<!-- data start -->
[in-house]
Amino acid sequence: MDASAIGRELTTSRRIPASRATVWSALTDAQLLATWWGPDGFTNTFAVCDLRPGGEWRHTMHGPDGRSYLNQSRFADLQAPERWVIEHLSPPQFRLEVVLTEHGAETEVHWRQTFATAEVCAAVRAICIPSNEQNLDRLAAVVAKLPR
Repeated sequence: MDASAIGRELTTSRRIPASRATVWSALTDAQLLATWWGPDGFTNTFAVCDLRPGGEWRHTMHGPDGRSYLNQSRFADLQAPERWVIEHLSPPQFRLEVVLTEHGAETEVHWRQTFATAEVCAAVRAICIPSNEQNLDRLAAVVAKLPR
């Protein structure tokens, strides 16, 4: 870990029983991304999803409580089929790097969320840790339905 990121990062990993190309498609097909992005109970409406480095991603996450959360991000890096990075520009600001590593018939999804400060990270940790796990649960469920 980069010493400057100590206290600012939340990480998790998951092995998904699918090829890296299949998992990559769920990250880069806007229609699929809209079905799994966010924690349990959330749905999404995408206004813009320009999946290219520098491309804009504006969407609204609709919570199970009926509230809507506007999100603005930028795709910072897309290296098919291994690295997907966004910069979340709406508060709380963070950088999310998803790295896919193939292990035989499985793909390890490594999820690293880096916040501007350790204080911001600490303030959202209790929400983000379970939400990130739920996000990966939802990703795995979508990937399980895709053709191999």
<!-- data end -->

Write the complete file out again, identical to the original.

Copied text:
[in-house]
Amino acid sequence: MDASAIGRELTTSRRIPASRATVWSALTDAQLLATWWGPDGFTNTFAVCDLRPGGEWRHTMHGPDGRSYLNQSRFADLQAPERWVIEHLSPPQFRLEVVLTEHGAETEVHWRQTFATAEVCAAVRAICIPSNEQNLDRLAAVVAKLPR
Repeated sequence: MDASAIGRELTTSRRIPASRATVWSALTDAQLLATWWGPDGFTNTFAVCDLRPGGEWRHTMHGPDGRSYLNQSRFADLQAPERWVIEHLSPPQFRLEVVLTEHGAETEVHWRQTFATAEVCAAVRAICIPSNEQNLDRLAAVVAKLPR
């Protein structure tokens, strides 16, 4: 870990029983991304999803409580089929790097969320840790339905 990121990062990993190309498609097909992005109970409406480095991603996450959360991000890096990075520009600001590593018939999804400060990270940790796990649960469920 980069010493400057100590206290600012939340990480998790998951092995998904699918090829890296299949998992990559769920990250880069806007229609699929809209079905799994966010924690349990959330749905999404995408206004813009320009999946290219520098491309804009504006969407609204609709919570199970009926509230809507506007999100603005930028795709910072897309290296098919291994690295997907966004910069979340709406508060709380963070950088999310998803790295896919193939292990035989499985793909390890490594999820690293880096916040501007350790204080911001600490303030959202209790929400983000379970939400990130739920996000990966939802990703795995979508990937399980895709053709191999």